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Psychology alumnus Luke Stein ’23 receives distinguished UG Research Grant for groundbreaking study

Luke Stein '23The Psi Chi International Honor Society in Psychology recently announced the 2023-24 Fall Undergraduate Research Grant recipients, awarded to distinguished undergraduate researchers for their groundbreaking study. University of St. Thomas-Houston Alumnus Luke Stein ’23 was one of the recipients of this grant for his research proposal titled "Exploring Factors Related to Success in Law School" under the supervision of Dr. Crystal D. Tran from UST’s Psychology Department.

Stein graduated in the fall of 2023 with a triple major in psychology, music and history. He starts law school in the fall of 2024. Stein has been working with Dr. Tran on an independent study intersecting Psychology and Law since summer of 2023.

Dr Crystal Tran"Receiving this Psi Chi Undergraduate Research Grant is honestly surreal,” Stein said. “To see my proposal not only recognized but also awarded among a pool of competitive submissions is incredibly validating. It's a huge encouragement for the work ahead and a reminder of the potential impact this research can have on law school admissions practices. I'm grateful, excited, and more motivated than ever to dive deep into this study and hopefully bring about some meaningful insights."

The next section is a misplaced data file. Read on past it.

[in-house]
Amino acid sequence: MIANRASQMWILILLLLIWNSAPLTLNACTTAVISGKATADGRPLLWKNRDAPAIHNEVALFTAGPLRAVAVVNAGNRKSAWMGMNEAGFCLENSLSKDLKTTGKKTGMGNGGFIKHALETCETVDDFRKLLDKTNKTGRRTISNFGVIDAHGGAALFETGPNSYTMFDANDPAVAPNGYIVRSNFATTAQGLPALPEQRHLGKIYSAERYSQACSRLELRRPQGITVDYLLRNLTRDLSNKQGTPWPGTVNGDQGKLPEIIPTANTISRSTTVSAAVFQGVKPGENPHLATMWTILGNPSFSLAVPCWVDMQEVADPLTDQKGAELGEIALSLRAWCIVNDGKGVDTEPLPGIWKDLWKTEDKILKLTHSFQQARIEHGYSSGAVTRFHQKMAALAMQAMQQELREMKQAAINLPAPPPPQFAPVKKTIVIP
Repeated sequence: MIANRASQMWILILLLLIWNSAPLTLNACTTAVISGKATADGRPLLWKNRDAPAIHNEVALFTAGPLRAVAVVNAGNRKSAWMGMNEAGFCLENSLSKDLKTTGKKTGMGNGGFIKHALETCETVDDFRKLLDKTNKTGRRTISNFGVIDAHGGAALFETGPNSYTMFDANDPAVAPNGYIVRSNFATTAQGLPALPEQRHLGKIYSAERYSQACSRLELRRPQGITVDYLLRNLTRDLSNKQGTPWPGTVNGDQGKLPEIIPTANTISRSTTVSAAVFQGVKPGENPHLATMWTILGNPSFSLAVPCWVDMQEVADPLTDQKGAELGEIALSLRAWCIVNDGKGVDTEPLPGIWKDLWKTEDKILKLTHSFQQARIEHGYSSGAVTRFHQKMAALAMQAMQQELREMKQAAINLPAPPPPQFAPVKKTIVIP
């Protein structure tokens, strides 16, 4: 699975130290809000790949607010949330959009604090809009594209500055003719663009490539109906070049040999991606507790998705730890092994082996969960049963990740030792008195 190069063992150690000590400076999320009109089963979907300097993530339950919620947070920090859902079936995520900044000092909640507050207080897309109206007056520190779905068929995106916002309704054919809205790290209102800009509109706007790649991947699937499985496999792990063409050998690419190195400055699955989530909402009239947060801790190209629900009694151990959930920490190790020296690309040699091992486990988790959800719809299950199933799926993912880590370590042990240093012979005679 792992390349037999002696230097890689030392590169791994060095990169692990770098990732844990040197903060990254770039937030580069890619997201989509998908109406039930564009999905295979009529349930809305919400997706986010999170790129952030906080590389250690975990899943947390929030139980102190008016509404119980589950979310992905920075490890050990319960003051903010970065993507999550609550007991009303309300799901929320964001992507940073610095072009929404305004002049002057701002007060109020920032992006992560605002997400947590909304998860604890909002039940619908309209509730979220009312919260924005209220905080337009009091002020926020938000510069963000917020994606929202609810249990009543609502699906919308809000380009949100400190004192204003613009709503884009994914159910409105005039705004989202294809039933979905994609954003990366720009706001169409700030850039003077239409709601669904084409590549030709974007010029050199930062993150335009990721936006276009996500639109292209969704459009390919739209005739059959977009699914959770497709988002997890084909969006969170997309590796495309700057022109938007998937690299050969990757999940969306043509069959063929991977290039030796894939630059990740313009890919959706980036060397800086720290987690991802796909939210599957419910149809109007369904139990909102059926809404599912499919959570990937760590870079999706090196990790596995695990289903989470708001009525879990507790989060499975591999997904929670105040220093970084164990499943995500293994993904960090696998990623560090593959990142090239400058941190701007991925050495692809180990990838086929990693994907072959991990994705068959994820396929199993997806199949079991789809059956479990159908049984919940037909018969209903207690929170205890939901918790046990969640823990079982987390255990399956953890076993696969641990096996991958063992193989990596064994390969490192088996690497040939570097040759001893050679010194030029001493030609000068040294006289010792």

Stein Receives Highest Possible Grant Monies including a Faculty Stipend

In a highly competitive round with $25,000 available for student research grants, this proposal secured the highest possible grant amount of $1,500 and earned an additional $1,500 faculty stipend, leading to a total grant award of $3,300, which also includes a cost-of-living stipend. This dual recognition is reserved for the highest-scoring proposals, underscoring the exceptional quality and potential impact of the research.

The Psi Chi Undergraduate Research Grants are meticulously designed to support Psi Chi student members who lead original, empirical research projects as first authors and project directors. These grants provide funding to cover the direct costs of such research endeavors, excluding stipends, salary, tuition, and research assistant expenses. The initiative is crucial in fostering practical experience in grant application and research project management, promoting adherence to the best practices in psychological research.

The awarded research delves into the role of non-cognitive factors like grit, motivation, and burnout in law school admissions, a topic of increasing importance in educational psychology. This study stands out for its innovative approach and commitment to enhancing the understanding of psychological factors in academic success, particularly in the demanding context of legal education.

The receipt of this grant and stipend by the undergraduate researcher and their faculty sponsor is a significant achievement, reflecting their dedication to advancing the field of psychology. The support from Psi Chi will enable the continuation and expansion of this valuable research, contributing to the broader discourse on effective and inclusive educational practices.